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From Vadim Gritsenko <>
Subject Re: [2.1] AbstractCachingProcessingPipeline and cocoon CLI
Date Tue, 26 Aug 2008 00:23:44 GMT

On Aug 25, 2008, at 6:40 AM, Thorsten Scherler wrote:

> On Fri, 2008-08-22 at 10:34 -0400, Vadim Gritsenko wrote:
>> On Aug 22, 2008, at 8:57 AM, Thorsten Scherler wrote:
>>> So which object you would suggest to lock?
>>> You wrote "Suitable  alternative would be to lock against top most
>>> command line request."
>>> To what you are referring with "top most command line request"?
>> That would be CommandLineRequest.
> Hmm, did you see the above objectModel? There is no such an object in
> the map. There are exactly six objects in the model
> 1) response
> 2) link-collection
> 3) request
> 4) context
> 5) source-resolver
> 6) org.apache.cocoon.components.CocoonComponentManager

Yes, it currently does not exist.

>> Following HTTP environment analogy,
>> that would be CommandLineEnvironment.CLI_REQUEST_OBJECT.
> Which does not exist, right?

Correct. At the moment, it does not exist.

> I opened an issue COCOON-2241 around the issue.
> The proposed solution is now taken the  
> ObjectModelHelper.REQUEST_OBJECT
> if the request is from CLI, if not it is using the
> HttpEnvironment.HTTP_REQUEST_OBJECT.
> IMO it should not be a problem with deadlocks since the
> FileSavingEnvironment and LinkSamplingEnvironment (as only
> implementations for the Cli) have in the constructor:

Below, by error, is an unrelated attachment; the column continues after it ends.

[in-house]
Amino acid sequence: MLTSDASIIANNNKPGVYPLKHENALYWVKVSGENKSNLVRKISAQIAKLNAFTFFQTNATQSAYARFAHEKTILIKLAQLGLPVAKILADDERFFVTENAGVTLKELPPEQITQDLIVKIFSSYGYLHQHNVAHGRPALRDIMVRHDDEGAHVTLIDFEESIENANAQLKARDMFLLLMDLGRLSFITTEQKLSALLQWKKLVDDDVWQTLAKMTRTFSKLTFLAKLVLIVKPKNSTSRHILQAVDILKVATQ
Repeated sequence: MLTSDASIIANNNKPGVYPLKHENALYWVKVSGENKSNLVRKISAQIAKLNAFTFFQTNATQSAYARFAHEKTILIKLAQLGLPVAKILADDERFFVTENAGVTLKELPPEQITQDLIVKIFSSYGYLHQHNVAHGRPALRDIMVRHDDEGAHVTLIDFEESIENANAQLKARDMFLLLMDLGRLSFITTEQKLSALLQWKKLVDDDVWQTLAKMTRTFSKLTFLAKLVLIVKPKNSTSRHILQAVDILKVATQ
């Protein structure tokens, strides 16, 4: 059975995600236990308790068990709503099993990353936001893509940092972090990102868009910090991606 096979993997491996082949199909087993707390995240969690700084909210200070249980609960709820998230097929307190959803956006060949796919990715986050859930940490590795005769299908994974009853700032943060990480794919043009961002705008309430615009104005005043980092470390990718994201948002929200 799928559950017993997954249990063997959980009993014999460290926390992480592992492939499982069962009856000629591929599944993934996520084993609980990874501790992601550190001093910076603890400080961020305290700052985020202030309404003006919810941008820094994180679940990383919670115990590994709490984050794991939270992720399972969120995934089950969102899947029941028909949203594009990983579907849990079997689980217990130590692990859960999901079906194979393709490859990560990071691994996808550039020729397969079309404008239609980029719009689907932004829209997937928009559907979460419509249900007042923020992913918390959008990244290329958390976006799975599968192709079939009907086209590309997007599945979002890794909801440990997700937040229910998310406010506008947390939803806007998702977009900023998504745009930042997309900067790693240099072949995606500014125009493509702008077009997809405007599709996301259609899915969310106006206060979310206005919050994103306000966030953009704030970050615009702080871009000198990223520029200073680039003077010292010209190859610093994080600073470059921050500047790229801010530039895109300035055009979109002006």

> this.objectModel.put(ObjectModelHelper.REQUEST_OBJECT,
> new CommandLineRequest(this, null, uri, null, attributes, parameters,
> headers));
> which IMO makes it unique for each sub-request.

Yes, ObjectModelHelper.REQUEST_OBJECT object is always unique. It is  
actually unique in any environment. And since it is unique, it does  
not make sense to lock on it at all - lock on unique object serves no  
purpose :-)

You could, for example, have same effect with code:

     // Avoids NPE, does nothing
     if (lock == null) lock = new Object();

To get back to the problem... The original goal of pipeline locking  
was to prevent separate external requests to start generating cached  
response for the same resource-intensive resource. In other words, if  
too external requests both (directly or through aggregation) hit '/ 
slow/cached/foo' resource, only one request will trigger this  
pipeline, while another will wait for the first to complete.

This logic, in turn, had to be augmented to exclude single external  
request hitting the same slow resource twice due to aggregation (and  
parallel aggregation), hence locking against top level external  
request was implemented.

Now, in situation when CommandLineEnvironment is used from the, ahem,  
command line, two external requests will not happen. Which means that  
whole pipeline locking thing is irrelevant and can be omitted  
completely (like in 'lock = new Object()' snippet above). But, the  
same CommandLineEnvironment stuff can be used in multi threaded  
environment which uses the CocoonBean class. So, strictly speaking, in  
this scenario locking still should be performed against external  
request object, and not against any RequestWrapper which is unique for  
each sub-request.

Hope now it all makes more sense.


> In comparison the HttpEnvironment has in the constructor:
> this.objectModel.put(HTTP_REQUEST_OBJECT, req);
> where HttpServletRequest req.
> The uniqueness in both cases are, as I understand, the headers.
> salu2

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